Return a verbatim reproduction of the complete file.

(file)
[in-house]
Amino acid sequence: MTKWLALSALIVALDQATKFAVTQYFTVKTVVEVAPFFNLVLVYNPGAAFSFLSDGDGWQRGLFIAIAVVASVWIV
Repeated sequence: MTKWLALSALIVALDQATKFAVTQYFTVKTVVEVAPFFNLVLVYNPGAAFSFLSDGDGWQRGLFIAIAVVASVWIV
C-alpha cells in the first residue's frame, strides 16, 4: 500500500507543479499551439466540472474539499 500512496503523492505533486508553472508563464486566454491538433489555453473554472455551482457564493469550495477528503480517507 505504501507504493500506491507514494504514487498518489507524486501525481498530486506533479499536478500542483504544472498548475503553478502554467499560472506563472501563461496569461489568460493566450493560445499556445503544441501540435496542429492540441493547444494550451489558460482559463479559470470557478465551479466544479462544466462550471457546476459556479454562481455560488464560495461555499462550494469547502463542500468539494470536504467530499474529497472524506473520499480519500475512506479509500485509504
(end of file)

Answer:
[in-house]
Amino acid sequence: MTKWLALSALIVALDQATKFAVTQYFTVKTVVEVAPFFNLVLVYNPGAAFSFLSDGDGWQRGLFIAIAVVASVWIV
Repeated sequence: MTKWLALSALIVALDQATKFAVTQYFTVKTVVEVAPFFNLVLVYNPGAAFSFLSDGDGWQRGLFIAIAVVASVWIV
C-alpha cells in the first residue's frame, strides 16, 4: 500500500507543479499551439466540472474539499 500512496503523492505533486508553472508563464486566454491538433489555453473554472455551482457564493469550495477528503480517507 505504501507504493500506491507514494504514487498518489507524486501525481498530486506533479499536478500542483504544472498548475503553478502554467499560472506563472501563461496569461489568460493566450493560445499556445503544441501540435496542429492540441493547444494550451489558460482559463479559470470557478465551479466544479462544466462550471457546476459556479454562481455560488464560495461555499462550494469547502463542500468539494470536504467530499474529497472524506473520499480519500475512506479509500485509504